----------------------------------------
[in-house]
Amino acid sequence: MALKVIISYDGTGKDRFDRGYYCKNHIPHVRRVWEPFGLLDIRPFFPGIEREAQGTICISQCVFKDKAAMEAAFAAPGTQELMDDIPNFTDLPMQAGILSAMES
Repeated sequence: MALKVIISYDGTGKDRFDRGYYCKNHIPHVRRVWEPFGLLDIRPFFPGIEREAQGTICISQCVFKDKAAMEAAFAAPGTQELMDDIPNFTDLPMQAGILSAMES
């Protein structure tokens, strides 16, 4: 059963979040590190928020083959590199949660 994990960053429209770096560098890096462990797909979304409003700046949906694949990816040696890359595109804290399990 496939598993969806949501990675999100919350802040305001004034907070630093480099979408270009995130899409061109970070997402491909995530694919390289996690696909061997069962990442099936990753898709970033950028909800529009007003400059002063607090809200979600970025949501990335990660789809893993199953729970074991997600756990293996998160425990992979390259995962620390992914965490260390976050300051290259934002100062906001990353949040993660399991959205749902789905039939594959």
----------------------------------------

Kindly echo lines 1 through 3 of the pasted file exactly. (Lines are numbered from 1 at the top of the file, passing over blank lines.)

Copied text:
[in-house]
Amino acid sequence: MALKVIISYDGTGKDRFDRGYYCKNHIPHVRRVWEPFGLLDIRPFFPGIEREAQGTICISQCVFKDKAAMEAAFAAPGTQELMDDIPNFTDLPMQAGILSAMES
Repeated sequence: MALKVIISYDGTGKDRFDRGYYCKNHIPHVRRVWEPFGLLDIRPFFPGIEREAQGTICISQCVFKDKAAMEAAFAAPGTQELMDDIPNFTDLPMQAGILSAMES